3.23      A number of submissions have expressed concerns about the reliability of the tests provided by Australian Biologics. For example, one infectious disease specialist suggested that the false positive rate for the tests used by laboratories such as Australian Biologics 'appears to be extremely high'.[20]

3.24      Australian medical authorities noted that results from laboratories that are not accredited by NATA and the RCPA, such as Australian Biologics, should be interpreted with caution. The RCPA submitted:

If a laboratory is not NATA/RCPA accredited this means that the laboratory may not have testing protocols and quality assurance processes in place that would be considered satisfactory compared to the standards. Such laboratories may be more likely to obtain an incorrect result for a particular laboratory investigation.[21]

3.25      However, Ms Burke expressed concerns about the process by which laboratories are accredited by NATA. Australian Biologics applied for accreditation in 2014 for its PCR testing. Ms Burke stated that NATA does not acknowledge the accuracy of their testing protocols for Borrelia or their quality assurance programs, and that it breached its charter in assessing their accreditation application by disclosing confidential intellectual property information to a rival laboratory.[22]

3.26      In evidence to the committee, representatives from NATA highlighted that in the accreditation process for innovative laboratory processes, such as PCR testing for Borrelia, the threshold for evidence is higher than for usual accreditation:

For new and innovative methods for which the availability of appropriate validation is limited or where standard methods have been modified or, indeed, used outside their design parameters, the threshold of evidence for acceptance naturally becomes higher. The soundness of evidence provided is judged by relevant experts and professional bodies, not by employees of NATA. NATA must seek the best advice from expert sources, peers of the laboratory, before it commits to a precedent that will impact on the health and safety of the Australian population.[23]

Recognition of overseas laboratories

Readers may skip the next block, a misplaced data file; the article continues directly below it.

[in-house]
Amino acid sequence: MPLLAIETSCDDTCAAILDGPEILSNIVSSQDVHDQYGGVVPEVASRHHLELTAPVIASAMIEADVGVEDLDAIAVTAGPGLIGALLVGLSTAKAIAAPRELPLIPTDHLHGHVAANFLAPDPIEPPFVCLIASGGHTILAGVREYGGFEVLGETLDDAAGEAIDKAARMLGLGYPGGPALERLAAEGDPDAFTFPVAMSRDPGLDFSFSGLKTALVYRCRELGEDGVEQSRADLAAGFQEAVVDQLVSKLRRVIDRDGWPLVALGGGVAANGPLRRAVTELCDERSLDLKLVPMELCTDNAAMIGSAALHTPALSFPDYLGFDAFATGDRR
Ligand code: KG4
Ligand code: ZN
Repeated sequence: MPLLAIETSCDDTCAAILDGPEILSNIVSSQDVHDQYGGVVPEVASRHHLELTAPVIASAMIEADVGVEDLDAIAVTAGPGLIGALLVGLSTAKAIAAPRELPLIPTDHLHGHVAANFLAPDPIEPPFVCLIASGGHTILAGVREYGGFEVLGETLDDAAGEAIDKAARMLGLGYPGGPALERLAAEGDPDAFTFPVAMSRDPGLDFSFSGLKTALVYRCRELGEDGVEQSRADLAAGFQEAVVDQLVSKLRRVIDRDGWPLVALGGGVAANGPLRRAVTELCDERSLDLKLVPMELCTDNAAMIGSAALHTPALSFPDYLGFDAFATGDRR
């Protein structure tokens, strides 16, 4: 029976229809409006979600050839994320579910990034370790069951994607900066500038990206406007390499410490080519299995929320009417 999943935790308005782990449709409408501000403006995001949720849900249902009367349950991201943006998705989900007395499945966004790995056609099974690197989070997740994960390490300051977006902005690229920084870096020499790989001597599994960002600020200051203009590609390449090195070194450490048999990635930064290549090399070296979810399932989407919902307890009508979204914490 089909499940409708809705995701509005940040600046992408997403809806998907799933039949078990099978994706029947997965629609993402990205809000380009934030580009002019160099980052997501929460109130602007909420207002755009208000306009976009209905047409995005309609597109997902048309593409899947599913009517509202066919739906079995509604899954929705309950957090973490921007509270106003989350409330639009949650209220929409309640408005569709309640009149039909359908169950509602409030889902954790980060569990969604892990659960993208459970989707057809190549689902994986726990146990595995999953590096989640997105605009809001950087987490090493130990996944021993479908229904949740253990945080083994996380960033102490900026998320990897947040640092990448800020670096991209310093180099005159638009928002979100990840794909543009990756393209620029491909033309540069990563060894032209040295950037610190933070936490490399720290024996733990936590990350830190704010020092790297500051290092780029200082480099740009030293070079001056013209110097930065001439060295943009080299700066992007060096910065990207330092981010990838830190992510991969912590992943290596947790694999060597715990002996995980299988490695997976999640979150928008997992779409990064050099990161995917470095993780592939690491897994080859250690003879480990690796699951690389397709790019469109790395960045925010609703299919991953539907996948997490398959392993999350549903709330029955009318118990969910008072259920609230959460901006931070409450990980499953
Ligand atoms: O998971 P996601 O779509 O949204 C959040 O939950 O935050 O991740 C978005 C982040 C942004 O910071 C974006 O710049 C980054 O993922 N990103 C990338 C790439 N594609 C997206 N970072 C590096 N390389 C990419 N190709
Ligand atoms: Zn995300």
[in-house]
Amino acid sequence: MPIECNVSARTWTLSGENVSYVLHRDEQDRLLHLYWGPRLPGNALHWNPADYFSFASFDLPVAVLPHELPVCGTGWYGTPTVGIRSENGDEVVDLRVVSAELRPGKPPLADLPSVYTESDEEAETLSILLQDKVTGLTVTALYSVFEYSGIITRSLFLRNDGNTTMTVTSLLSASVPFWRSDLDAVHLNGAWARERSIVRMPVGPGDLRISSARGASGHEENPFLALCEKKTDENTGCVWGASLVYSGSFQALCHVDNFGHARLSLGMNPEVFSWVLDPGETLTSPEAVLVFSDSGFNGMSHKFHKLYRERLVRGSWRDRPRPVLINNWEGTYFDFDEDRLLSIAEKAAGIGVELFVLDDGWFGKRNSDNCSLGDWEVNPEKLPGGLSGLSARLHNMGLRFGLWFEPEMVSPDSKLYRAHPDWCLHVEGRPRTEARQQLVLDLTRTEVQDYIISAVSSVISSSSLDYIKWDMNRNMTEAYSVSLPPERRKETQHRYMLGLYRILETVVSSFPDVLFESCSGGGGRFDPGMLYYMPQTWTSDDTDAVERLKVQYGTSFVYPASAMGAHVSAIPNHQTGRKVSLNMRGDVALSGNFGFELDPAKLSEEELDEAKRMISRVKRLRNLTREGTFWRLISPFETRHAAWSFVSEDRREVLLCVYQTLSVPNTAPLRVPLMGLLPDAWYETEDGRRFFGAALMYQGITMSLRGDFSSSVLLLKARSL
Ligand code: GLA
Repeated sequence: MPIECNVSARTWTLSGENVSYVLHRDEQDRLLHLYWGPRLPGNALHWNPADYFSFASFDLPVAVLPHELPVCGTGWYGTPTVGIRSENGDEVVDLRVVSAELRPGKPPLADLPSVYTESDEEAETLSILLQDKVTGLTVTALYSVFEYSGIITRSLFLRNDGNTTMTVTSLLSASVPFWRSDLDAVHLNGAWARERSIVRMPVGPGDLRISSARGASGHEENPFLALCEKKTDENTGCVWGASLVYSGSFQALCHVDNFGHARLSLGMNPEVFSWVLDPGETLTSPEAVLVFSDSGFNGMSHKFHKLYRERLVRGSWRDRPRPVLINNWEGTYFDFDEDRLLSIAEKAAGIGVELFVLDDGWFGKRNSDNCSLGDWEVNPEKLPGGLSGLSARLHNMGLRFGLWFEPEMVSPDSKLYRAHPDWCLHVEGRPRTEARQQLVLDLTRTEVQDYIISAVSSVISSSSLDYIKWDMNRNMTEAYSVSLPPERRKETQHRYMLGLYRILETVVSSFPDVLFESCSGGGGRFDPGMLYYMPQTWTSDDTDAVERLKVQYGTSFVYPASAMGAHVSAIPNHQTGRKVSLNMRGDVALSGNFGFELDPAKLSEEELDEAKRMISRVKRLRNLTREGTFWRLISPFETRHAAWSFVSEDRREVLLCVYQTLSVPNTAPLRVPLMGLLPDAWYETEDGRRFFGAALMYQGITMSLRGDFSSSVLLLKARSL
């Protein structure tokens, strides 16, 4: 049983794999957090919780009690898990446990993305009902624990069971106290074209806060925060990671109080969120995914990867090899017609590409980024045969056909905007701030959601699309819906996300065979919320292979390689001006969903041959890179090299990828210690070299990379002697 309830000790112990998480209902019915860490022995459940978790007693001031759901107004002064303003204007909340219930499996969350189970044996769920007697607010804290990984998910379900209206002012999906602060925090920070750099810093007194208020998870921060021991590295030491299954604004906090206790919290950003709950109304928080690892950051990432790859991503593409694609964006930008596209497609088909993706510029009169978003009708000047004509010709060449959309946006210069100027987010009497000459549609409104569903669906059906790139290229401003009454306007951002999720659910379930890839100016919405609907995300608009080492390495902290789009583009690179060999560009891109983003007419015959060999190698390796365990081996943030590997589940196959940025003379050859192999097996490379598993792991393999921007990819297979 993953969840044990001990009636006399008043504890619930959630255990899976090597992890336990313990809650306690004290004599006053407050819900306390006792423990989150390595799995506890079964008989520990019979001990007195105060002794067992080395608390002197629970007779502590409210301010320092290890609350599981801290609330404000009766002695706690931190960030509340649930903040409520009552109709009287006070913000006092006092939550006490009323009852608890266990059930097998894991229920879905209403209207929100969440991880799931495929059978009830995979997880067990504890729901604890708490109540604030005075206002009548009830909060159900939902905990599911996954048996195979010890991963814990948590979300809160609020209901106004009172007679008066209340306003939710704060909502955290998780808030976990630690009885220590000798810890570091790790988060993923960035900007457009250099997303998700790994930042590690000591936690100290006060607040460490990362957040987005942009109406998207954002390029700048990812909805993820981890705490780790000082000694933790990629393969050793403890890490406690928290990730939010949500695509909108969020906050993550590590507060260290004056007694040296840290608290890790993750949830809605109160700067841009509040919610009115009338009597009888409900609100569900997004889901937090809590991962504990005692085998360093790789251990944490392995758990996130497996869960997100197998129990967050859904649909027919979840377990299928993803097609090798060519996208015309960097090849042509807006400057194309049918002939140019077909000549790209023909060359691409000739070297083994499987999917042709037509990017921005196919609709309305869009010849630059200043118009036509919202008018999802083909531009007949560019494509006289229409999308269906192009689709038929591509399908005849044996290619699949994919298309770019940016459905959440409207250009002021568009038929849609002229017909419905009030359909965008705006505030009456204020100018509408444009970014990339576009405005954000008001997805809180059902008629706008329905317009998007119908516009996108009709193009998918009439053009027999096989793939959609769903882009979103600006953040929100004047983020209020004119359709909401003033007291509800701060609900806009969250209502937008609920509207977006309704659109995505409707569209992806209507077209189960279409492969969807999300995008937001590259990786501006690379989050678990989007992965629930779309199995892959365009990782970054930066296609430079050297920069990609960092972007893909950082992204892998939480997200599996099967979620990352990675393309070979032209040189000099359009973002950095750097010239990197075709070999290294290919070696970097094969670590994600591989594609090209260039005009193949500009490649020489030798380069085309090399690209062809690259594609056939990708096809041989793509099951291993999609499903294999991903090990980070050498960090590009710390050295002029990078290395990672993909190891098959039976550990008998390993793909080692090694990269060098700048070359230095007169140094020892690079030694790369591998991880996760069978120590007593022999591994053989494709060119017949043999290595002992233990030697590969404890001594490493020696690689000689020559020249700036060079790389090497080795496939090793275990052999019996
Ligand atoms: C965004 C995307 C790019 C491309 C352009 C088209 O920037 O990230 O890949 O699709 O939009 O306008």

3.27      The committee heard arguments from 'Lyme literate' practitioners that the tests for Borrelia conducted by accredited Australian laboratories are not appropriate, and the criteria by which they are interpreted are inadequate. These practitioners assert that the two-tier process recommended by the RCPA and the US CDC does not adequately detect Borrelia and other co-infections acquired in Australia.[24]

3.28      For example, Dr Peter Dobie from the Australian Chronic Infectious and Inflammatory Disease Society told the committee that the ELISA test – the first tier in the two tier process – is not sensitive enough to detect Lyme-like illness and should be 'abandoned':

...most Australian pathology laboratories are doing the wrong blood test for Lyme disease. This is one reason why Lyme disease and Lyme-like illness are underdiagnosed in Australia. Most laboratories are using a test called the ELISA test. This test is not sensitive enough to detect most cases of this illness ... Pathology laboratories should be doing western blot and PCR as the frontline tests for Lyme disease, not the ELISA test.[25]

3.29      These practitioners insist that overseas laboratories (specifically IGeneX in California and Arminlabs or Infectolab in Germany) are better placed to accurately test for Borrelia. Dr Dobie told the committee that the main reason that 'Lyme-literate' practitioners use overseas laboratories is that these laboratories will do the Western blot test if requested, whereas Australian laboratories will only do so if the ELISA test is positive:

One of the reasons that doctors are using these overseas laboratories is that these laboratories will do the western blot on request. Doctors treating this illness are not interested in the result of the ELISA test. If Australian laboratories would do the western blot on request, there would be less need for us to use overseas laboratories.[26]

3.30      The committee also heard that the US CDC criteria used to interpret serological tests in accredited Australian laboratories focus too narrowly on Borrelia burgdorferi. Dr Mualla McManus told the committee that the CDC criteria are not appropriate for identifying other possible Australian species of Borrelia:

The government only thinks of Lyme disease, and follows the CDC criteria ... We have Borrelia burgdorferi, and a subset of that is Lyme disease. We have relapsing fever, and it has over 20 genospecies already. We have reptilian borrelia, but the infection has not yet been found in humans. So if we concentrate on Lyme disease we are missing out on 80 per cent of other borrelia infections, and that is really dangerous. We are being short-sighted ... We could have a unique class of borrelia.[27]

3.31      Some submitters suggested that results from overseas laboratories should be interpreted with caution, as each test has its own sensitivity and specificity based on the composition of the causative agent. According to these submitters, in the absence of a known causative agent in Australia, a positive test result is likely to indicate a false positive due to cross reactions from other bacteria.[28] The RCPA submitted:

If caused by a tick-born microbe, the causative microbe has not yet been identified and thus its antigenic make-up is unknown. Without knowing its antigenic make-up, it is impossible to design a proper serological test with measurable sensitivity and specificity. Cross-reactivity between patient antibodies and Borrelia antigens from overseas Borrelia used in vitro in Australian diagnostic assays are hard to predict.